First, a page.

What David Bienenstock has to say about vape pens
The marketplace for cannabis concentrates within the us is on fire—well, not literally, because fire results in combustion, and combustion results in smoke (instead of vapor).
But it’s figuratively ablaze , as evidenced by a report from Arcview marketing research that shows almost $3 billion in legal concentrate sales in 2018—a 49% increase over the previous year. By 2022, researchers estimate annual sales will reach $8.4 billion, putting concentrates roughly on par with smokable flowers.
As a catch-all term, concentrates can mean everything from BHO to rosin to distillate to hash, but consistent with an equivalent report, 58% of concentrate spending last year came within the sort of pre-filled cartridges designed to figure in vape pens.
Consumers are gravitating to vape pens because they’re portable, easy to use, easy to self-titrate, and potent, with THC levels of 70% or higher.
But what if this ubiquitous symbol of the cannabis legalization era features a dark side? What if everything about your vape game—from the pen itself to the oil inside—is fake?
While it’s undeniable that vape pens deliver discretion and important safety benefits, questions do remain about what exactly is inside those cartridges (popularly referred to as carts). A recent report by Leafly’s David Downs, California Cannabis Labs Are Finding Toxic Metal in Vape Carts, has raised concerns within the cannabis industry, among regulators and for consumers.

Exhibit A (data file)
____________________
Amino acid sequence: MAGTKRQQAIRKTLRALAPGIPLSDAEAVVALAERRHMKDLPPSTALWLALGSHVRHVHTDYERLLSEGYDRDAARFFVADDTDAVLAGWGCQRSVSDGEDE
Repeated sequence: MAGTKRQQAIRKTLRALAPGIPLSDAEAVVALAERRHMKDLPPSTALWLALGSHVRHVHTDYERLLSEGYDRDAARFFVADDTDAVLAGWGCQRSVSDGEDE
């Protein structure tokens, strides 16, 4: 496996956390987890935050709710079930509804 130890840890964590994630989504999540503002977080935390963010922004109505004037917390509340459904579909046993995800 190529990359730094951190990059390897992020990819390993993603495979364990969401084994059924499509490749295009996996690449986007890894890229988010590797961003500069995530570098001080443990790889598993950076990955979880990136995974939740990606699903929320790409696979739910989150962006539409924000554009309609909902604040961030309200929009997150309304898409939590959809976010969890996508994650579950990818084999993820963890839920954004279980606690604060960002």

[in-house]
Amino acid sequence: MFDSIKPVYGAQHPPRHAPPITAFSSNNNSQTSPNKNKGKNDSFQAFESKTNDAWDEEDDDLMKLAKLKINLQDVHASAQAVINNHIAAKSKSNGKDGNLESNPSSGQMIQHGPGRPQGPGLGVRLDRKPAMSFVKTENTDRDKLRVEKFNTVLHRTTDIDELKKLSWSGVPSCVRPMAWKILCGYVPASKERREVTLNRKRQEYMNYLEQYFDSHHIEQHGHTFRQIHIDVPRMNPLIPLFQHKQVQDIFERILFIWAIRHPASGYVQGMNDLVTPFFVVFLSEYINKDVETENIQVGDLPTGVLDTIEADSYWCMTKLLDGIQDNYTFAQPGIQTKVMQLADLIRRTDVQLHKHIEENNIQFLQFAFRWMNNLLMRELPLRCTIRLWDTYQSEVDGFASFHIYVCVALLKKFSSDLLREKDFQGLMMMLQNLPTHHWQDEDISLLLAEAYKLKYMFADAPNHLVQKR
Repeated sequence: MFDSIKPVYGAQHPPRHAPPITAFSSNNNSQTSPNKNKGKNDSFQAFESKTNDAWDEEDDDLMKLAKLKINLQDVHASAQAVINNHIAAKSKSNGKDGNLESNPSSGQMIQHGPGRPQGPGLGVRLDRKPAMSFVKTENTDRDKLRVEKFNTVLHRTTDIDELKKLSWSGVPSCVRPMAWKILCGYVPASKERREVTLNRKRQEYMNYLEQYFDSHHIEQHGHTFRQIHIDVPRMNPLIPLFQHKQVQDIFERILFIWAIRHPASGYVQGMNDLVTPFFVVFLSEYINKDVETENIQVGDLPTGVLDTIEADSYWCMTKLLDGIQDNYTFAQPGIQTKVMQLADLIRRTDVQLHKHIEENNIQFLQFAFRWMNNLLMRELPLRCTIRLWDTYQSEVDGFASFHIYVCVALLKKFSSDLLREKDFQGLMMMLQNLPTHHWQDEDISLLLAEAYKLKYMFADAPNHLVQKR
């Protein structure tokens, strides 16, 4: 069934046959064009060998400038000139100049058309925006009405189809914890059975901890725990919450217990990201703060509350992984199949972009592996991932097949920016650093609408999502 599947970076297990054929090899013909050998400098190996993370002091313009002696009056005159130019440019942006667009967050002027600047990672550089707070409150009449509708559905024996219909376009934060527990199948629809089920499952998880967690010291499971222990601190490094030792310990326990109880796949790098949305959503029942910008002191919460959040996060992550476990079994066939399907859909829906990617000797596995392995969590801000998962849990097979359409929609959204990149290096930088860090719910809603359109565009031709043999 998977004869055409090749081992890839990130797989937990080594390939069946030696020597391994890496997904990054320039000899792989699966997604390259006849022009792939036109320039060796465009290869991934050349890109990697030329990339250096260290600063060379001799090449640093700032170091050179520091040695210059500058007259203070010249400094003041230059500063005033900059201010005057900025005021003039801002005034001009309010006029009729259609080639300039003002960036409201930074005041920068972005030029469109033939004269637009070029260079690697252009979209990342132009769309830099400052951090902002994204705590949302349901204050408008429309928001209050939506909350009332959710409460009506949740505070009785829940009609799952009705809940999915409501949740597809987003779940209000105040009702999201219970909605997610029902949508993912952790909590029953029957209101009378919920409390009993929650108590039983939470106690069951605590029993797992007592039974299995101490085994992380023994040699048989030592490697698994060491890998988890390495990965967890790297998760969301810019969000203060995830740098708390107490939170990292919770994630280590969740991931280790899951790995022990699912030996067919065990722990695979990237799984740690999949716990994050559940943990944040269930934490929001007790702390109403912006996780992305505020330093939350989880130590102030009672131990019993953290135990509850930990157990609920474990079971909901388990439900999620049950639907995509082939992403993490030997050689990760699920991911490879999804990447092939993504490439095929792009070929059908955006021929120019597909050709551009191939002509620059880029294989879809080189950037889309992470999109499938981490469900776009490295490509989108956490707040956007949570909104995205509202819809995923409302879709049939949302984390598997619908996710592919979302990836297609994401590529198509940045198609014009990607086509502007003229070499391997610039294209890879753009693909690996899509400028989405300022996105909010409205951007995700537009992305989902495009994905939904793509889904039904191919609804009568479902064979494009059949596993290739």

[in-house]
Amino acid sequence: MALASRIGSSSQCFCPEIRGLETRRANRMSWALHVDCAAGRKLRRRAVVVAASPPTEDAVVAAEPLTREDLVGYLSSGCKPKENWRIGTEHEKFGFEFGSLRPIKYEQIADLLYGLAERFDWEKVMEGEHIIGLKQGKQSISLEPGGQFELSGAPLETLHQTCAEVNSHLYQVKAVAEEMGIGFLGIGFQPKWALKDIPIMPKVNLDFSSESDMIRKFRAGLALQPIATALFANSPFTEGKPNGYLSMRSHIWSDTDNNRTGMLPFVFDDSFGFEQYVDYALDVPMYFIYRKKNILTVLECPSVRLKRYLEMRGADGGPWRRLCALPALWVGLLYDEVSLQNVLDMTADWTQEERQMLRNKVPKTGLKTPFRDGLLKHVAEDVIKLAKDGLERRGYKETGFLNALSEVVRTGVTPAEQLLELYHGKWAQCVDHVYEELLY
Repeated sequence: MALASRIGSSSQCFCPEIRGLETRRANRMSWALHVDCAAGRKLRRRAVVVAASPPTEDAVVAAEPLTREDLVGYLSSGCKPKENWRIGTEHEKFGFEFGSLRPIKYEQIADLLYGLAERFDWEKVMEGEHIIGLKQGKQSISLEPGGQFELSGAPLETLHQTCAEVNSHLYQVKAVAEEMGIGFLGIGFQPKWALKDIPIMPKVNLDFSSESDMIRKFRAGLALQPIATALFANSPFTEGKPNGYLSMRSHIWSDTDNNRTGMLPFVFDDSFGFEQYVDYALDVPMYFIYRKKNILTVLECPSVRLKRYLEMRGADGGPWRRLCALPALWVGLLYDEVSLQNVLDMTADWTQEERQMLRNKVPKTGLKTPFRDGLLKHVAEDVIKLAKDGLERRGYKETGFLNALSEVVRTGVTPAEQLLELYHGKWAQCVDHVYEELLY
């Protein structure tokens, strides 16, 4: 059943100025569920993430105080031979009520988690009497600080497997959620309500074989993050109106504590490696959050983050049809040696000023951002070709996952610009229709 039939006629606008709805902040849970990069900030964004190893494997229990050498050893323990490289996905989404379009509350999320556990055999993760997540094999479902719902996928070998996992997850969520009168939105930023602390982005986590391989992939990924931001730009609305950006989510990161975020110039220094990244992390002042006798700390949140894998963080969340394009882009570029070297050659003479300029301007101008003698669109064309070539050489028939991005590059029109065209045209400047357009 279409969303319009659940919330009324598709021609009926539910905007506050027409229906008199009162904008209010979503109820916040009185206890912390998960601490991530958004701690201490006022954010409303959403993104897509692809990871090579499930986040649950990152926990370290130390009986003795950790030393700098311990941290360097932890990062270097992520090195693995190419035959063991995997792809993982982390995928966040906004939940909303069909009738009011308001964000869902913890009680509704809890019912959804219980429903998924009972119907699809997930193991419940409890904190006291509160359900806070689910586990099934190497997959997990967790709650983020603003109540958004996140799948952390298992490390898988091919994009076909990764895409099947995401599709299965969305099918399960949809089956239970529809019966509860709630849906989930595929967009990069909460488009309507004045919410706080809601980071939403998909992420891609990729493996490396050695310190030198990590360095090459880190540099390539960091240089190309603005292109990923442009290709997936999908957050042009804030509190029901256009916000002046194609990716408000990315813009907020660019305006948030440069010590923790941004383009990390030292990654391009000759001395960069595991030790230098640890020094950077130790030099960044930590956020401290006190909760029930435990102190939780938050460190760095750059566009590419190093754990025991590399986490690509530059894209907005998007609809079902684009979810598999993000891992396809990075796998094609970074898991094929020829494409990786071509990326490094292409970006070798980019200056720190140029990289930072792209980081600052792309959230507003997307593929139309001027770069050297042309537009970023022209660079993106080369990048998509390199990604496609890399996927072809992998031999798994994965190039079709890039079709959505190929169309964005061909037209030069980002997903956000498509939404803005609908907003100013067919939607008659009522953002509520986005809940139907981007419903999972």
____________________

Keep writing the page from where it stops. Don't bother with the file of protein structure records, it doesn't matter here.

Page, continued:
Since January 1 in California, all legal cannabis vape carts are subject to stringent new testing for heavy metals. At SC Labs, founder Josh Wurzer reports that about 0.5% of the vape cart batches he’s tested have failed for lead. “We’ve seen some issue,” he said. “Out of the thousands we’ve tested, we’ve had a really small portion over the limit.”
The specter of inhaling heavy metal vapor into your lungs should be of great concern to anyone who has chosen vape pens as a healthier alternative to smoking flower. But it’s also important to acknowledge that we only realize this potential hazard because California’s new regulations are working as intended.
Vape pens (along with all other cannabis products) get tested in an accredited lab where standards are rigorous, and anything that fails for contaminants of any kind gets pulled from the availability chain before it reaches dispensary shelves.
But what if you’re not buying your vape carts at a licensed dispensary, because you don’t sleep in an area with legal cannabis, otherwise you get a far better deal on them off-the-books from a man at your gym? A vape cart may be a vape cart may be a vape cart—right?
Sure, unless your vape cart is counterfeit.
Continue reading: Leafly